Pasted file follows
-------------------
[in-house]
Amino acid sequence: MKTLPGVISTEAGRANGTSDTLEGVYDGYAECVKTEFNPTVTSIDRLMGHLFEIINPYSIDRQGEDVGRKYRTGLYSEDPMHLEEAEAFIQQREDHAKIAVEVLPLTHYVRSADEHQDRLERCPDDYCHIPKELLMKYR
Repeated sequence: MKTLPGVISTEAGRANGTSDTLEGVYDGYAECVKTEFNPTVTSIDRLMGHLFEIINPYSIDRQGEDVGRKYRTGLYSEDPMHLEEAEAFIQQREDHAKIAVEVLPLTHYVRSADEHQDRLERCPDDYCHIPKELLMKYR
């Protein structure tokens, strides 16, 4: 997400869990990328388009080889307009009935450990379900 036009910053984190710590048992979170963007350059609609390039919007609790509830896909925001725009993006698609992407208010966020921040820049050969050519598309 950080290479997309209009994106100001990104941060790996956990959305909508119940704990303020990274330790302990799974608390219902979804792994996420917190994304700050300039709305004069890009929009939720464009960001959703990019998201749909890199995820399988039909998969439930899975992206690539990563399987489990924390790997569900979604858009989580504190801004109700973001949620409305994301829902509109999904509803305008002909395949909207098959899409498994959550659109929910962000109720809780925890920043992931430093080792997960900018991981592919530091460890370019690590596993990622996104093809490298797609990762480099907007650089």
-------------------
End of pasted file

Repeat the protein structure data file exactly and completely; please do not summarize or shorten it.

[in-house]
Amino acid sequence: MKTLPGVISTEAGRANGTSDTLEGVYDGYAECVKTEFNPTVTSIDRLMGHLFEIINPYSIDRQGEDVGRKYRTGLYSEDPMHLEEAEAFIQQREDHAKIAVEVLPLTHYVRSADEHQDRLERCPDDYCHIPKELLMKYR
Repeated sequence: MKTLPGVISTEAGRANGTSDTLEGVYDGYAECVKTEFNPTVTSIDRLMGHLFEIINPYSIDRQGEDVGRKYRTGLYSEDPMHLEEAEAFIQQREDHAKIAVEVLPLTHYVRSADEHQDRLERCPDDYCHIPKELLMKYR
């Protein structure tokens, strides 16, 4: 997400869990990328388009080889307009009935450990379900 036009910053984190710590048992979170963007350059609609390039919007609790509830896909925001725009993006698609992407208010966020921040820049050969050519598309 950080290479997309209009994106100001990104941060790996956990959305909508119940704990303020990274330790302990799974608390219902979804792994996420917190994304700050300039709305004069890009929009939720464009960001959703990019998201749909890199995820399988039909998969439930899975992206690539990563399987489990924390790997569900979604858009989580504190801004109700973001949620409305994301829902509109999904509803305008002909395949909207098959899409498994959550659109929910962000109720809780925890920043992931430093080792997960900018991981592919530091460890370019690590596993990622996104093809490298797609990762480099907007650089």